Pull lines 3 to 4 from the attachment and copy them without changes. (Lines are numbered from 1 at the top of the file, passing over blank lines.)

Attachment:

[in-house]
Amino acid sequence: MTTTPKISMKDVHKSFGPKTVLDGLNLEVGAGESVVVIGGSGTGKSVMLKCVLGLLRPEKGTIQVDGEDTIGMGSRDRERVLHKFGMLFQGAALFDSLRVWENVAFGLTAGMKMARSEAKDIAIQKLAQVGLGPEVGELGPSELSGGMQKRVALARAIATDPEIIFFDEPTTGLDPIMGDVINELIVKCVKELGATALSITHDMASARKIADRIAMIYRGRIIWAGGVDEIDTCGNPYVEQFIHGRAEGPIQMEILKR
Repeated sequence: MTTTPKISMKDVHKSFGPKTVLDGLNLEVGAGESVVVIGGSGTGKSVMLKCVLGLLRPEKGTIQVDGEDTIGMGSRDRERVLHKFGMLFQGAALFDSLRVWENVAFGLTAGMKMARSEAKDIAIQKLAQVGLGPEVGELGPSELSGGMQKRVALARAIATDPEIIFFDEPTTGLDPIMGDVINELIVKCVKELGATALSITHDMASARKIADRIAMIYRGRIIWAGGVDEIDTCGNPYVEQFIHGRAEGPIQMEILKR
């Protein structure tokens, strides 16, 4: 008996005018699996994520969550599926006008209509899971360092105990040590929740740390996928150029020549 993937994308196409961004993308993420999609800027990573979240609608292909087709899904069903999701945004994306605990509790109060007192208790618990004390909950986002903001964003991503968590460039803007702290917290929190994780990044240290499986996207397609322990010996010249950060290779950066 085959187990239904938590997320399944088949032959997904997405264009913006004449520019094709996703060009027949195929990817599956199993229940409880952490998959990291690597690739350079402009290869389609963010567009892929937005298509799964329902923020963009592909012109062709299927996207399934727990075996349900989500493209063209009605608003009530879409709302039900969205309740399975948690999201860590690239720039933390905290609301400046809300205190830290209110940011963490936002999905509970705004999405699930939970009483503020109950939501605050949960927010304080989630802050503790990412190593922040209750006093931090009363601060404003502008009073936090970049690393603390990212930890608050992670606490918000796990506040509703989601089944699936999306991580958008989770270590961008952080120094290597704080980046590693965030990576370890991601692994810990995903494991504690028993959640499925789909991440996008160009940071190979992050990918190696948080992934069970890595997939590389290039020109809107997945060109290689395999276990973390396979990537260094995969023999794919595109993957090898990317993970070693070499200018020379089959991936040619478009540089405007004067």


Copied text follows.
Repeated sequence: MTTTPKISMKDVHKSFGPKTVLDGLNLEVGAGESVVVIGGSGTGKSVMLKCVLGLLRPEKGTIQVDGEDTIGMGSRDRERVLHKFGMLFQGAALFDSLRVWENVAFGLTAGMKMARSEAKDIAIQKLAQVGLGPEVGELGPSELSGGMQKRVALARAIATDPEIIFFDEPTTGLDPIMGDVINELIVKCVKELGATALSITHDMASARKIADRIAMIYRGRIIWAGGVDEIDTCGNPYVEQFIHGRAEGPIQMEILKR
């Protein structure tokens, strides 16, 4: 008996005018699996994520969550599926006008209509899971360092105990040590929740740390996928150029020549 993937994308196409961004993308993420999609800027990573979240609608292909087709899904069903999701945004994306605990509790109060007192208790618990004390909950986002903001964003991503968590460039803007702290917290929190994780990044240290499986996207397609322990010996010249950060290779950066 085959187990239904938590997320399944088949032959997904997405264009913006004449520019094709996703060009027949195929990817599956199993229940409880952490998959990291690597690739350079402009290869389609963010567009892929937005298509799964329902923020963009592909012109062709299927996207399934727990075996349900989500493209063209009605608003009530879409709302039900969205309740399975948690999201860590690239720039933390905290609301400046809300205190830290209110940011963490936002999905509970705004999405699930939970009483503020109950939501605050949960927010304080989630802050503790990412190593922040209750006093931090009363601060404003502008009073936090970049690393603390990212930890608050992670606490918000796990506040509703989601089944699936999306991580958008989770270590961008952080120094290597704080980046590693965030990576370890991601692994810990995903494991504690028993959640499925789909991440996008160009940071190979992050990918190696948080992934069970890595997939590389290039020109809107997945060109290689395999276990973390396979990537260094995969023999794919595109993957090898990317993970070693070499200018020379089959991936040619478009540089405007004067």